Surrounding the Italian capital city of Rome is a wine province we don’t hear much about: Lazio. Which is surprising, when you think about it. Wines have been produced in Lazio for over 2,000 years. Farmers have persevered, growing grapes through all the different civilizations that have occupied these hills and valleys for thousands of years.
Until recently, Lazio was a province where the wines were mainly appreciated by local consumers – or bargain-hunters in other regions of Italy. But things are changing. It’s safe to say that currently, Lazio wines are a combination of ancient land and modern technology, running the gamut from huge industrial production to small artisanal wineries. Many improvements have been made in the vineyards, larger wineries are creating new, upscale lines of wine, and smaller wineries are forging ahead, crafting interesting wines with indigenous grapes and blends. The wine media is starting to take notice, so you’ll definitely be hearing more about Lazio in the near future. Here is one example of a rags-to-riches-to-quality story.
In 1945, the economy of Italy was just re-starting after years of suffering during World War II. Many traditional, small farmers in Lazio realized they needed a new, immediate way to provide more income for their families. So in July of that year, forty-one grape growers got together to plan their future. They established the Gotto d’Oro cooperative association so they could vinify their grapes together, then promote and sell the wines throughout their community.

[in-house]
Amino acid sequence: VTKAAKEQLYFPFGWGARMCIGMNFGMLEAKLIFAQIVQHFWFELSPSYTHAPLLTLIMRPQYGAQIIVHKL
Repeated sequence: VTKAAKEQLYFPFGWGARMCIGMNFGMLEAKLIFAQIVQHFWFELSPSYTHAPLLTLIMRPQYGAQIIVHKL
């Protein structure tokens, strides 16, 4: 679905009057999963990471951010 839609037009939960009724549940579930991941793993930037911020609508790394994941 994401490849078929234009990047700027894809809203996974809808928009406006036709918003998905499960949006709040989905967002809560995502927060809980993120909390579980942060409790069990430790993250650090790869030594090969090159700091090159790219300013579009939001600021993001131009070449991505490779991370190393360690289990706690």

During the 20th century, wine cooperatives were common in European wine-producing countries. Some were more successful than others. Toward the end of the century, some cooperatives suffered, as the overall demand for wine declined in Europe, and the world-wide demand for improved quality increased.
The Gotto d’Oro cooperative is a success story for their hard-working cooperating farmers. With incremental changes over the past decades, now their co-op boasts 200 members and produces 800 million bottles of wine per year. Why haven’t we heard of this cooperative outside of Italy? Because Gotto d’Oro is one of the top supermarket brands in Italy.
But these ambitious grape-growers knew they could go further. Especially when Italy created new regional DOC [Designation of Origin] areas, such as “Roma DOC Rosso” in 2011. After some discussion, in 2014 the Gotto d’Oro cooperative members decided to ask their new winemaking consultant, Paolo Peira, to create another, more upscale wine brand. They named this line of wines Vinea Domini. The grapes for these wines come from their best vineyards. Nearby, a lake and a river cool the vineyards in the hot summer, while providing plenty of water in the subsoil; the earth is also rich in potassium and organic matter. You’ll be hearing more from the Lazio region and the Gotto d’Oro cooperative in the near future, so stay tuned.